Aspatore Press, an imprint of Thomson/Reuters, has published Understanding Developments in Cyberspace Law: Leading Lawyers Examining Privacy Issues, Addressing Security Concerns, and Responding to Recent IT Trends(whew!), part of Aspatore’s Inside the Minds series.  Rick contributed a chapter on the Stored Communications Act, “Overlapping Public and Private Spheres in Cyberspace: Fear, Exhilaration, the Internet and the Stored Communications Act.”  Rick’s main thesis is that, when we consider the problem of balancing privacy and commercial interests in cyberspace, the fundamental issue is cyberspace forces us to confront the public parts of our lives that relate to our private business (e.g., where we shop, who are friends are, what products we like, where we go, and so forth), and there is no consensus how to treat that space (and the public-private dichotomy is unhelpful).  This public-private space has always existed, but cyberspace–in particular its ability to track and remember details about our private business–has made this space decidedly uncomfortable.  Until there is consensus on this issue, attempts produce a comprehensive set of rules to govern online privacy are doomed. Until then, we’ll have to live with outdated, highly technical statutes like the Stored Communications Act, a forward-looking, noble act of Congress that was completely blindsided by the advent of the World Wide Web within five years of its passage.  Several problems with our current understanding of the statute can be solved if we can just remember the state of cyberspace as it existed at passage of the SCA, where electronic bulletin boards were really proto-ISPs, not everyone could access the internet, and email could take days to reach its destination.  As technical and esoteric as the Act may be, the results of its interpretation are by no means purely academic:  Rick finally recounts the struggles of a federal judge to figure out whether posts to a Facebook “wall” are covered by the Stored Communications Act and are thus not subject to civil subpoena.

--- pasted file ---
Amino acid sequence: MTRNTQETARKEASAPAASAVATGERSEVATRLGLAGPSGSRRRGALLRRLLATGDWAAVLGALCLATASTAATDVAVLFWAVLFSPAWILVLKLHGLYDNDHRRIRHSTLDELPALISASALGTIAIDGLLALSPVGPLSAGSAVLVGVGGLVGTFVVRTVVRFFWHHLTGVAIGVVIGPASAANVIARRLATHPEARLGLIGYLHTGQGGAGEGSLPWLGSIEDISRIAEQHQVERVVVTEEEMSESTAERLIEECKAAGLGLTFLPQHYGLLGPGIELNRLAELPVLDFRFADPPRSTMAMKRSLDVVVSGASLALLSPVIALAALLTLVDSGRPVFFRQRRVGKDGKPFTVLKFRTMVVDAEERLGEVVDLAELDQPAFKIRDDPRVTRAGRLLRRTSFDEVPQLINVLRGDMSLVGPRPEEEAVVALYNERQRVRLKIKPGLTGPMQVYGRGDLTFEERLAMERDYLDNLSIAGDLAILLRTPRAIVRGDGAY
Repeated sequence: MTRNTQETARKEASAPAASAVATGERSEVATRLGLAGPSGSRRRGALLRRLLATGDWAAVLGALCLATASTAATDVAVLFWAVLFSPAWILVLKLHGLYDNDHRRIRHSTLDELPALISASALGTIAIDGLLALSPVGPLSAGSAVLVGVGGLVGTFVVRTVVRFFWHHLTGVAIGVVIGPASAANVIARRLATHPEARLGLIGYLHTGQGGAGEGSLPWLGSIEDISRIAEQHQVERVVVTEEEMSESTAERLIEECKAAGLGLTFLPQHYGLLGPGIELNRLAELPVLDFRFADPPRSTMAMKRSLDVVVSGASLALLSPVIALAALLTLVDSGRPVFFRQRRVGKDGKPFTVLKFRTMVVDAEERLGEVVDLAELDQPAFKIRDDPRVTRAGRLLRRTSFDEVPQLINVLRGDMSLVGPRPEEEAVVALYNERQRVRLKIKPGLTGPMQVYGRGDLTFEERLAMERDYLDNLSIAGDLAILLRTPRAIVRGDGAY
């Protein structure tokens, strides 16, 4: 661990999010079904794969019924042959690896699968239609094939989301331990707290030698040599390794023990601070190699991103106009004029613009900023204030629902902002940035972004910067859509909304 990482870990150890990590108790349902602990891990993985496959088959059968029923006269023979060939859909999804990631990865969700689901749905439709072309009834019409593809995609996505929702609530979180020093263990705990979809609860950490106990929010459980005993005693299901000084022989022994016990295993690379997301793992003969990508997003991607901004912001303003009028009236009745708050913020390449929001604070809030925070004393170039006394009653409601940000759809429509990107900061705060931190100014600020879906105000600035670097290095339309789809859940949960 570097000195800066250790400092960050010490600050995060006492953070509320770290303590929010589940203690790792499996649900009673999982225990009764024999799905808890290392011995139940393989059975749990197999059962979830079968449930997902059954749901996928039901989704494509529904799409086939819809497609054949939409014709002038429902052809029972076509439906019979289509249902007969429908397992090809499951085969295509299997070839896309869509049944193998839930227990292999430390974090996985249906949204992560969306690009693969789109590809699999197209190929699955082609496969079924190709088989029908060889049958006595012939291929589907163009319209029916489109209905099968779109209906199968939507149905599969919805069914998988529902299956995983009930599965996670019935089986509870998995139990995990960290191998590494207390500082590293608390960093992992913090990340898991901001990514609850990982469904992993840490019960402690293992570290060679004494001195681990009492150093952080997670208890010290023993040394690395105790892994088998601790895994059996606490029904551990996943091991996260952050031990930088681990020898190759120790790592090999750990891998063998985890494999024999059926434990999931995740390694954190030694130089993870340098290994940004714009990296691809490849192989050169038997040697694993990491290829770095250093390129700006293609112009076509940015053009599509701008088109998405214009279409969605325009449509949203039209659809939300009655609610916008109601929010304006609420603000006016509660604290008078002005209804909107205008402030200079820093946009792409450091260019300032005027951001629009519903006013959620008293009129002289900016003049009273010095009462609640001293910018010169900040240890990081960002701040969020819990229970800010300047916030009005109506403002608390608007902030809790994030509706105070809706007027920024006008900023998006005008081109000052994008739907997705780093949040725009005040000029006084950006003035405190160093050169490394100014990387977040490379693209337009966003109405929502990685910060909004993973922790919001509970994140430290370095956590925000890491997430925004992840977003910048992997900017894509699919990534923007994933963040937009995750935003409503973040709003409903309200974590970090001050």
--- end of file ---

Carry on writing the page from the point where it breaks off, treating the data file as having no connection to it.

The book can be purchased here, but at least check there was only one left in stock(!), and since the books are admittedly pricey, we may be able to lend one to you.  And we are happy to discuss questions of online privacy and the Stored Communications Act, and what it all might mean for your business.

Tara Aaron

Tara helps clients across multiple industries and countries with licenses and disputes involving trademarks, copyrights, domain names, software, trade secrets, and privacy compliance. She earned her Certified Information Privacy Professional (CIPP) in U.S. Privacy Law in 2018 and in European Data Protection Law in 2019. Her clients include many technology start-ups, software developers, and website designers as well as long-standing institutional clients who come to her for representation in copyright, trademark, licensing and privacy. She also assists with the purchase and sale of intellectual property assets. She has on multiple occasions successfully obtained hijacked domain names for the rightful owners, and regularly negotiates service and technology agreements with the largest telecommunications and software providers in the country.